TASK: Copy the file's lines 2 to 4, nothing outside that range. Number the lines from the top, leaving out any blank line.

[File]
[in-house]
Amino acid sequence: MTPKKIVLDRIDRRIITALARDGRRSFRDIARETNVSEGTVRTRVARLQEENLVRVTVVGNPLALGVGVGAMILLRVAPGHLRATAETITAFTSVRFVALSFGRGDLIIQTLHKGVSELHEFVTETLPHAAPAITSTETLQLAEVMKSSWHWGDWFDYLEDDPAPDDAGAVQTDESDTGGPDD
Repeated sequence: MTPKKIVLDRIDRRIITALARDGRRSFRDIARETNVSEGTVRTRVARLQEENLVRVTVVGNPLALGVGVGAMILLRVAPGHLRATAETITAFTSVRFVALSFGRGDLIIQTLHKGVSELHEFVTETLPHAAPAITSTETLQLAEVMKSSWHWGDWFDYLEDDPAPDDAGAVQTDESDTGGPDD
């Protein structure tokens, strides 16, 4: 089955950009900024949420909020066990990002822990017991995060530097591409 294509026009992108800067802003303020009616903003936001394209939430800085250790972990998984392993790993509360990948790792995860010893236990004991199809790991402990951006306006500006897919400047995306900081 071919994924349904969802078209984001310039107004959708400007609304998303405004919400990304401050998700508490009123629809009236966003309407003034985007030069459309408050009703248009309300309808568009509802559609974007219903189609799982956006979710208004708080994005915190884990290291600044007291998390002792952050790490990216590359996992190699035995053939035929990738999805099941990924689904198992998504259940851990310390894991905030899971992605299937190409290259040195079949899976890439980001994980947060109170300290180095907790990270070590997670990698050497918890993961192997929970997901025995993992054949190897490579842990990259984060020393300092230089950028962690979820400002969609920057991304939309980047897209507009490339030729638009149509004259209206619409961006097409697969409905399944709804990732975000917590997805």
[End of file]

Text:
Amino acid sequence: MTPKKIVLDRIDRRIITALARDGRRSFRDIARETNVSEGTVRTRVARLQEENLVRVTVVGNPLALGVGVGAMILLRVAPGHLRATAETITAFTSVRFVALSFGRGDLIIQTLHKGVSELHEFVTETLPHAAPAITSTETLQLAEVMKSSWHWGDWFDYLEDDPAPDDAGAVQTDESDTGGPDD
Repeated sequence: MTPKKIVLDRIDRRIITALARDGRRSFRDIARETNVSEGTVRTRVARLQEENLVRVTVVGNPLALGVGVGAMILLRVAPGHLRATAETITAFTSVRFVALSFGRGDLIIQTLHKGVSELHEFVTETLPHAAPAITSTETLQLAEVMKSSWHWGDWFDYLEDDPAPDDAGAVQTDESDTGGPDD
């Protein structure tokens, strides 16, 4: 089955950009900024949420909020066990990002822990017991995060530097591409 294509026009992108800067802003303020009616903003936001394209939430800085250790972990998984392993790993509360990948790792995860010893236990004991199809790991402990951006306006500006897919400047995306900081 071919994924349904969802078209984001310039107004959708400007609304998303405004919400990304401050998700508490009123629809009236966003309407003034985007030069459309408050009703248009309300309808568009509802559609974007219903189609799982956006979710208004708080994005915190884990290291600044007291998390002792952050790490990216590359996992190699035995053939035929990738999805099941990924689904198992998504259940851990310390894991905030899971992605299937190409290259040195079949899976890439980001994980947060109170300290180095907790990270070590997670990698050497918890993961192997929970997901025995993992054949190897490579842990990259984060020393300092230089950028962690979820400002969609920057991304939309980047897209507009490339030729638009149509004259209206619409961006097409697969409905399944709804990732975000917590997805």